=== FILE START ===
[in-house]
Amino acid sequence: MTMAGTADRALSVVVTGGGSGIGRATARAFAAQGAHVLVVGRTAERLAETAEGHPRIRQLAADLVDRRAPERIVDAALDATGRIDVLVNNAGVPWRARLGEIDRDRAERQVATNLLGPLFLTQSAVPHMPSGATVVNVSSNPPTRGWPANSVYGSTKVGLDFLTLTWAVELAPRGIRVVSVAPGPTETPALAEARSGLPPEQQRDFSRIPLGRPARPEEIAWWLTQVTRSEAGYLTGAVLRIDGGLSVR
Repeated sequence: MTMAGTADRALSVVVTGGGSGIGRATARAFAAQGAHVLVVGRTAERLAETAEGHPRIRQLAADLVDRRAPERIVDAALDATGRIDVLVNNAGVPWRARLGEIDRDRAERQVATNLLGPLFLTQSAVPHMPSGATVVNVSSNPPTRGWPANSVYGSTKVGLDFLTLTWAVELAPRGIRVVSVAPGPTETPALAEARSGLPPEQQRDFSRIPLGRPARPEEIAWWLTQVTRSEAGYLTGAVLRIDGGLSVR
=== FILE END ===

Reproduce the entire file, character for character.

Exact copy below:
[in-house]
Amino acid sequence: MTMAGTADRALSVVVTGGGSGIGRATARAFAAQGAHVLVVGRTAERLAETAEGHPRIRQLAADLVDRRAPERIVDAALDATGRIDVLVNNAGVPWRARLGEIDRDRAERQVATNLLGPLFLTQSAVPHMPSGATVVNVSSNPPTRGWPANSVYGSTKVGLDFLTLTWAVELAPRGIRVVSVAPGPTETPALAEARSGLPPEQQRDFSRIPLGRPARPEEIAWWLTQVTRSEAGYLTGAVLRIDGGLSVR
Repeated sequence: MTMAGTADRALSVVVTGGGSGIGRATARAFAAQGAHVLVVGRTAERLAETAEGHPRIRQLAADLVDRRAPERIVDAALDATGRIDVLVNNAGVPWRARLGEIDRDRAERQVATNLLGPLFLTQSAVPHMPSGATVVNVSSNPPTRGWPANSVYGSTKVGLDFLTLTWAVELAPRGIRVVSVAPGPTETPALAEARSGLPPEQQRDFSRIPLGRPARPEEIAWWLTQVTRSEAGYLTGAVLRIDGGLSVR